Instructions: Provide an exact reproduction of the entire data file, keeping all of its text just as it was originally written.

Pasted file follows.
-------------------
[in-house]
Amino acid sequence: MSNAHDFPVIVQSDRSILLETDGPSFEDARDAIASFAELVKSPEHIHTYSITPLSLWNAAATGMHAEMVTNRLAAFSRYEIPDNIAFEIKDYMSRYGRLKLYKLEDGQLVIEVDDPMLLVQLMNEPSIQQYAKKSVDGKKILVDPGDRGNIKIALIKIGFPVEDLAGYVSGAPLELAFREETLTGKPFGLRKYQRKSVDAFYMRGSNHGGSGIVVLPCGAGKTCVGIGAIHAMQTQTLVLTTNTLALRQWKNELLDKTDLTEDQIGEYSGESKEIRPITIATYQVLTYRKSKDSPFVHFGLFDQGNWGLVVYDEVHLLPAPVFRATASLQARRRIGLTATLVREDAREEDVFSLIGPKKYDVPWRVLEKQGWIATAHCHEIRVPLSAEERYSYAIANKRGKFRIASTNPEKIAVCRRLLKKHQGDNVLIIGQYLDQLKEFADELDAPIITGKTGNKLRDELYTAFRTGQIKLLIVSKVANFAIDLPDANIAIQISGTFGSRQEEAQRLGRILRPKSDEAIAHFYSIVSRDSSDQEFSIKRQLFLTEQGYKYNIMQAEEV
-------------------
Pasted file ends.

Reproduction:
[in-house]
Amino acid sequence: MSNAHDFPVIVQSDRSILLETDGPSFEDARDAIASFAELVKSPEHIHTYSITPLSLWNAAATGMHAEMVTNRLAAFSRYEIPDNIAFEIKDYMSRYGRLKLYKLEDGQLVIEVDDPMLLVQLMNEPSIQQYAKKSVDGKKILVDPGDRGNIKIALIKIGFPVEDLAGYVSGAPLELAFREETLTGKPFGLRKYQRKSVDAFYMRGSNHGGSGIVVLPCGAGKTCVGIGAIHAMQTQTLVLTTNTLALRQWKNELLDKTDLTEDQIGEYSGESKEIRPITIATYQVLTYRKSKDSPFVHFGLFDQGNWGLVVYDEVHLLPAPVFRATASLQARRRIGLTATLVREDAREEDVFSLIGPKKYDVPWRVLEKQGWIATAHCHEIRVPLSAEERYSYAIANKRGKFRIASTNPEKIAVCRRLLKKHQGDNVLIIGQYLDQLKEFADELDAPIITGKTGNKLRDELYTAFRTGQIKLLIVSKVANFAIDLPDANIAIQISGTFGSRQEEAQRLGRILRPKSDEAIAHFYSIVSRDSSDQEFSIKRQLFLTEQGYKYNIMQAEEV